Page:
For a project of mine, I'm hoping to be able to find out the locations of several planets and other solar system bodies that we can't actually see with the unaided eye, and then calculate where they'll be in a few seasons and years. I have star charts made specifically for my latitude for each season, and I'm more than familiar with the equatorial coordinate system. But before I even get started on the project, I need to find the current equatorial coordinates of these bodies, and make sure I can see those coordinates at all from my location (so nothing in the southern hemisphere). For example, I know that at night at my location, Mars is currently in Leo, near Regulus. So the coordinates for Mars would be seemingly simple to find, as well as where it will be over the next 2 or so months until it sets at my latitude. I know that the coordinates change each day, so I'd have to do plenty of calculations. What I want to do is take something like Neptune, that I can't see, and find out what star or constellation it's currently near (or was near on a specific day and time) so I could put it on a chart and even shine a laser to that spot in the night sky and know it's there, even though I can't see it.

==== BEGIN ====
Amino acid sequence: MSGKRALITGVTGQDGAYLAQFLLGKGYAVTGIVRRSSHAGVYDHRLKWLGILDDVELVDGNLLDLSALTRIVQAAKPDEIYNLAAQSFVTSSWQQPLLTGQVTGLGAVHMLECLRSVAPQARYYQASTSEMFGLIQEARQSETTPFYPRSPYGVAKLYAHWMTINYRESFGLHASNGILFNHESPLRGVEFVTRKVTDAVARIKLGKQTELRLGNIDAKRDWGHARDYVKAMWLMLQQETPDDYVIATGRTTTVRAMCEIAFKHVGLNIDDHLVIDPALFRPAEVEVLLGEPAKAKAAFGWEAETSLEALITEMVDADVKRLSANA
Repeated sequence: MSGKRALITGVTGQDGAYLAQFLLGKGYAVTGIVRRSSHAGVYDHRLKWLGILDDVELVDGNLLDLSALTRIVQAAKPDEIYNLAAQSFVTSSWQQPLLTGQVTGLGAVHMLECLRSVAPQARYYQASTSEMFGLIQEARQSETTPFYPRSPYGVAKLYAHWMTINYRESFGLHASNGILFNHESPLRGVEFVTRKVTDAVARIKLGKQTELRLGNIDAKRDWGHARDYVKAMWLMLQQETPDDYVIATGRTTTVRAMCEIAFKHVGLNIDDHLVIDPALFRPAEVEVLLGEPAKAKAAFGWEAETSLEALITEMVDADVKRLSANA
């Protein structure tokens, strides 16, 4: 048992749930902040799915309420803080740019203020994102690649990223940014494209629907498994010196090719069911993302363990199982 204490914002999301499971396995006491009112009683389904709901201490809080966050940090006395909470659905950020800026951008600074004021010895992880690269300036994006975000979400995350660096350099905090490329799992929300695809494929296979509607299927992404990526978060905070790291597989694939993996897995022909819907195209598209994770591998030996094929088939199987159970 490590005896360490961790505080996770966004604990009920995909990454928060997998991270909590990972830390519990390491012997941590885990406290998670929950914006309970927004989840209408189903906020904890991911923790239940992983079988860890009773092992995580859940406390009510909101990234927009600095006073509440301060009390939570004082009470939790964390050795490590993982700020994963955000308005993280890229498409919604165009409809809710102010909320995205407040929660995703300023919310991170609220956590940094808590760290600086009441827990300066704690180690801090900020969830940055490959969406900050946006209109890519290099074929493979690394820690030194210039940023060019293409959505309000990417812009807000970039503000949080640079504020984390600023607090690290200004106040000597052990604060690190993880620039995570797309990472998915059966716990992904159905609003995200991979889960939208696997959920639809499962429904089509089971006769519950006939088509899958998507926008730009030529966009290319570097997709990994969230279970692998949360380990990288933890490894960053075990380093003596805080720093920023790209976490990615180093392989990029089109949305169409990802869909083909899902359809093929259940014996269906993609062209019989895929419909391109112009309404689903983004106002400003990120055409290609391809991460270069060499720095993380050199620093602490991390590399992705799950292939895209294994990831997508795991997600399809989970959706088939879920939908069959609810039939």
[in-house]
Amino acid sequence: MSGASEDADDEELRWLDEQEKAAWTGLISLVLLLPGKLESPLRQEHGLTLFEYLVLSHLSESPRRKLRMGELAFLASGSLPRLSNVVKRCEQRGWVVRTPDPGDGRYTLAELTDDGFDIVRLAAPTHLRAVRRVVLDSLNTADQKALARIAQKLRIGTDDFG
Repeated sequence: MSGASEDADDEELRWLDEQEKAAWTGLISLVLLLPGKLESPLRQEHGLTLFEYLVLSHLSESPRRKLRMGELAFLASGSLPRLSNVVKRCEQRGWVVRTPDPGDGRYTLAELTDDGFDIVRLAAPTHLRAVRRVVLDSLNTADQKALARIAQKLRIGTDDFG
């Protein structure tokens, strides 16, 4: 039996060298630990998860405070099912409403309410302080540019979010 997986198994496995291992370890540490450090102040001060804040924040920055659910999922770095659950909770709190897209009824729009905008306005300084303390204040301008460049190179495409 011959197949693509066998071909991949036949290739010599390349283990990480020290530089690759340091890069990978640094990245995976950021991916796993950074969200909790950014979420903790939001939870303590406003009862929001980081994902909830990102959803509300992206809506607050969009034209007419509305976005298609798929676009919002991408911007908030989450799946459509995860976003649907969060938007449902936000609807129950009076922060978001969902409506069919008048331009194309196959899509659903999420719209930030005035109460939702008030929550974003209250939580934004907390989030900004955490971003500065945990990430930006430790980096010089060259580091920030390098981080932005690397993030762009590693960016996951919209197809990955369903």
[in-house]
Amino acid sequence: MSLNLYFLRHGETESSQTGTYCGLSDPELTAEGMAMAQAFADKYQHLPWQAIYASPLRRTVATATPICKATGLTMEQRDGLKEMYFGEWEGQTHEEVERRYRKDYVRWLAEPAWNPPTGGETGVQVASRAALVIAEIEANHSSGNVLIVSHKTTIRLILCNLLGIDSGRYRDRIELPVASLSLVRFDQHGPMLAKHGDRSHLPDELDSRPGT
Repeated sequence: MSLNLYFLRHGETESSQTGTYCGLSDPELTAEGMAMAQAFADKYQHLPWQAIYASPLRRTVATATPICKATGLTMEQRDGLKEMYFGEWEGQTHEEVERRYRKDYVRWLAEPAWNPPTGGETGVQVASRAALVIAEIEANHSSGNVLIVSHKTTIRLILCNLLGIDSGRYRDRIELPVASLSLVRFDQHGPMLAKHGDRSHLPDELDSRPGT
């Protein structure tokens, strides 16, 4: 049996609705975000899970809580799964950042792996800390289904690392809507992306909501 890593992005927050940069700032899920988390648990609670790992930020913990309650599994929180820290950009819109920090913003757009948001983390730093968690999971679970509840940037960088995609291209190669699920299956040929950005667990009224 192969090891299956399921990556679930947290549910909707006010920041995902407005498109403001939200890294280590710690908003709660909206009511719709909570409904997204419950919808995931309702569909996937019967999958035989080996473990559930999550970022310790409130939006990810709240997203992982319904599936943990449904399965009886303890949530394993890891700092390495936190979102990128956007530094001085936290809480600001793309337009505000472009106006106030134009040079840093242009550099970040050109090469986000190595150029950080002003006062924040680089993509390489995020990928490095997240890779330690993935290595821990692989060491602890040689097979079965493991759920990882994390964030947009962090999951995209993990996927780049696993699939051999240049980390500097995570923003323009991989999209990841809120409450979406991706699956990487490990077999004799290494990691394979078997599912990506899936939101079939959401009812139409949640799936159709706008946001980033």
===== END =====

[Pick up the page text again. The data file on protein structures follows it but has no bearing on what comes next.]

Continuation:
But I'm not just sticking to bodies that orbit neatly near the ecliptic, I want to calculate this for things in the Asteroid Belt and Kuiper Belt too. I'd especially love to be able to find where something like Sedna is and point to where it is in the sky right now.
So what I'm basically asking for is if anybody knows of a resource I can use to find out, ideally, where many bodies in the solar system are right now on the celestial sphere, or were during a recent day and time. But I'd be happy with just finding out what coordinates they were discovered at, so I can calculate where they are now, and will be in the near future. The more bodies I can find this out for the better.